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Reasons to not be alarmed by David Ortiz

03.15.10 at 9:16 am ET

FORT MYERS, Fla. — The questions have already come David Ortiz‘ way.

“Are you concerned about your slow start?”

His answer, while brief, did offer a dose of reality.

“I’ve never seen my spring training numbers on the back of a baseball card,” Ortiz said.

Ortiz’ current slump (1-for-21) may very well stretch in the season, but if you’re looking for some optimism here are three reasons why the alarms shouldn’t be sounded quite yet. (Update: Ortiz notched his second hit of the spring in the third inning of the Red Sox‘ game with the Orioles, sending a two-run homer over the right field fence off righty Brad Bergeson):


Listen to hitting coach Dave Magadan and you can get a clearer picture as to why the slugger might seem out of sorts.

“Obviously in his mind he would like to have some more base hits than he has, and I think he’s still trying to find the timing with the new stuff that he’s doing,” Magadan explained. “He’s been behind on a few pitches that when he’s going good he normally drives. I’m still really confident in the way he’s been looking. Batting practice, he’s stayed with the adjustments that he’s made. It’s just a matter of getting the timing in the games. Once he gets a few at-bats under his belt, gets his body adjusted to game speed, he’ll be fine.”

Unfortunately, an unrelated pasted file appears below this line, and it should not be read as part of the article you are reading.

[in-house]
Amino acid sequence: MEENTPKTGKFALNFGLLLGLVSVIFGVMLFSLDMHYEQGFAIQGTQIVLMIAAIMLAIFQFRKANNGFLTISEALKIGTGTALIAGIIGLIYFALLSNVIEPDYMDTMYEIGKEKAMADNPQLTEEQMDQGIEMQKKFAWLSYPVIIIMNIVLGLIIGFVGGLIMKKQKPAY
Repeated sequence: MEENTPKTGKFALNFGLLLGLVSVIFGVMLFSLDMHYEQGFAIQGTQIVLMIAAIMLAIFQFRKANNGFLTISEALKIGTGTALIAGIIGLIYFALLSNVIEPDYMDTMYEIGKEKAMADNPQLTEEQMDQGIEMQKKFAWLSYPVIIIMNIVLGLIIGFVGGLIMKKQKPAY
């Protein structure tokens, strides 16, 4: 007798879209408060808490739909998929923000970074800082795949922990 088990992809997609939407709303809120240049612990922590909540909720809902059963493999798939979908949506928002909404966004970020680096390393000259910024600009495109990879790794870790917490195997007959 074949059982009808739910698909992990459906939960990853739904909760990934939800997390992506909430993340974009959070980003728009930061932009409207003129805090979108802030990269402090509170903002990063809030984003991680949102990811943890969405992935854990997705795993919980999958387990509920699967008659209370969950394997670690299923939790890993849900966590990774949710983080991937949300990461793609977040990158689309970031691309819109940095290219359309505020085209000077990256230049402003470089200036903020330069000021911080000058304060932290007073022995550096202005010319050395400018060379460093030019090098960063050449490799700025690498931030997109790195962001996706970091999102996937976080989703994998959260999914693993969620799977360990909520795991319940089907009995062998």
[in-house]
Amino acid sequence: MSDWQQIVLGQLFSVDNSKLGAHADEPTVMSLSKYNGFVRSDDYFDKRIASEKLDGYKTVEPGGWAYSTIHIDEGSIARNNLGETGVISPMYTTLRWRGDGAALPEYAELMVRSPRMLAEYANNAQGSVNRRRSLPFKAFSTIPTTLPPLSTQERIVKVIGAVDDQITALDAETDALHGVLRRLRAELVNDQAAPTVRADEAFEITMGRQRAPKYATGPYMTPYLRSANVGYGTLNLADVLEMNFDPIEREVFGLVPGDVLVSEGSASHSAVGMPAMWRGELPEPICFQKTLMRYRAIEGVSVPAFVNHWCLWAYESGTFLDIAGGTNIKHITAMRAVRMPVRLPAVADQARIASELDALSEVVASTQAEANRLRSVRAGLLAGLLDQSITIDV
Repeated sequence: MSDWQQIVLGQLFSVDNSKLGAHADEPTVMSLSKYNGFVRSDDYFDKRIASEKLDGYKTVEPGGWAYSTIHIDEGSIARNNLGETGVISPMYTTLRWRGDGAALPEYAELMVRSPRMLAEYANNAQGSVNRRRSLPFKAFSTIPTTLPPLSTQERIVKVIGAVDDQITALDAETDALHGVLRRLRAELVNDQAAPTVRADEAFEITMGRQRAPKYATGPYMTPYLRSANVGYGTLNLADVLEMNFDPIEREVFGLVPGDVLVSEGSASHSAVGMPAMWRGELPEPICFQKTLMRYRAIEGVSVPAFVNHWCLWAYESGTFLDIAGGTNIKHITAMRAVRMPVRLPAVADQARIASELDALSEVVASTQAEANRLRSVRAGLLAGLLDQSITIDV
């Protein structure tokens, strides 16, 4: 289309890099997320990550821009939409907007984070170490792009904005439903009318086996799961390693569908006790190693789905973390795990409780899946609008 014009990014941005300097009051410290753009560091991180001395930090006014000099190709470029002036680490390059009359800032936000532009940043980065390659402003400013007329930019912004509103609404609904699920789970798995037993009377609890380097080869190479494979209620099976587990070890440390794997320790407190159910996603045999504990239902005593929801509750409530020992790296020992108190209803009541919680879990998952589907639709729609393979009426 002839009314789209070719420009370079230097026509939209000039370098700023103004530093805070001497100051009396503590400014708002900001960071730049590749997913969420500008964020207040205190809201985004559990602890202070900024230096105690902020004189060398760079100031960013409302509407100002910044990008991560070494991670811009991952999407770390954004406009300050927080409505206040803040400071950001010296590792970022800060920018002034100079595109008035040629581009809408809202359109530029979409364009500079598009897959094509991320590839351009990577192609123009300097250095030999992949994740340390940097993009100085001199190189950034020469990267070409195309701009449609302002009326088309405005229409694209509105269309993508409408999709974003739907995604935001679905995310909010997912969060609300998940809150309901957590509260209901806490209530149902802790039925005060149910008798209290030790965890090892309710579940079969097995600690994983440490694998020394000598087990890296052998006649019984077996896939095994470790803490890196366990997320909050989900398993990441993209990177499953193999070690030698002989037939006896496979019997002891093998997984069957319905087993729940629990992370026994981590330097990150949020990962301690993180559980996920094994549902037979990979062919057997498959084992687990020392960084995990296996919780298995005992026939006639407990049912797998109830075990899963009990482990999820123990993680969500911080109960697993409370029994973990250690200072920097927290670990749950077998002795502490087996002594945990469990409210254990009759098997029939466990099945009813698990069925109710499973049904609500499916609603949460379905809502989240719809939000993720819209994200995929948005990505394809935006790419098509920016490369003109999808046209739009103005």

As to what kind of tweaks Ortiz has been experimenting with, the hitting coach said…

“Adjustments that he started to make the last couple of months of last season. Things that we talked about that I wanted to see him do in spring training. Stuff that we looked at last year. He looked at other players, he did that on his own. Just small things that he did. Stuff that he kind of scratched the surface on last year that when he showed up to spring training he was right where I wanted him to be. He’s been a little bit different over the last couple of years, so the timing of what he’s doing now he’s got to get used to the game timing. He’s putting on a show in batting practice, driving the ball the other way and in a real good balance. Now he’s just got to take it to the next step of taking to the game speed.”


Last season Ortiz had 439 plate appearances against right-handers compared to 188 vs. lefties. Thus far this spring Ortiz has been subjected to 10 left-handers in 21 plate appearances. (His only hit has come against a righty.)

While facing left-handers is obviously inevitable for the designated hitter, it has led to some additional discomfort when trying to fine-tune his mechanics.

For what it’s worth, if the projected pitching rotations hold up the Red Sox will be facing two lefties out of their first nine games (against the Yankees, Royals, and Twins).


Who was that player Magadan was referencing when talking about other hitters he has been trying to emulate? Albert Pujols.

The two have known each other for a few years now and continue to be in constant communication, even through the offseason. Asked what Pujols does well that Ortiz attempts to bottle for himself, the slugger said, “Everything.”

“I can’t even explain Pujols,” Ortiz said. “I don’t look at his swing so much as I just try to get to know what he’s thinking. His eyes are really good. We talk about approach a lot. His mind-set is perfectly perfect.”

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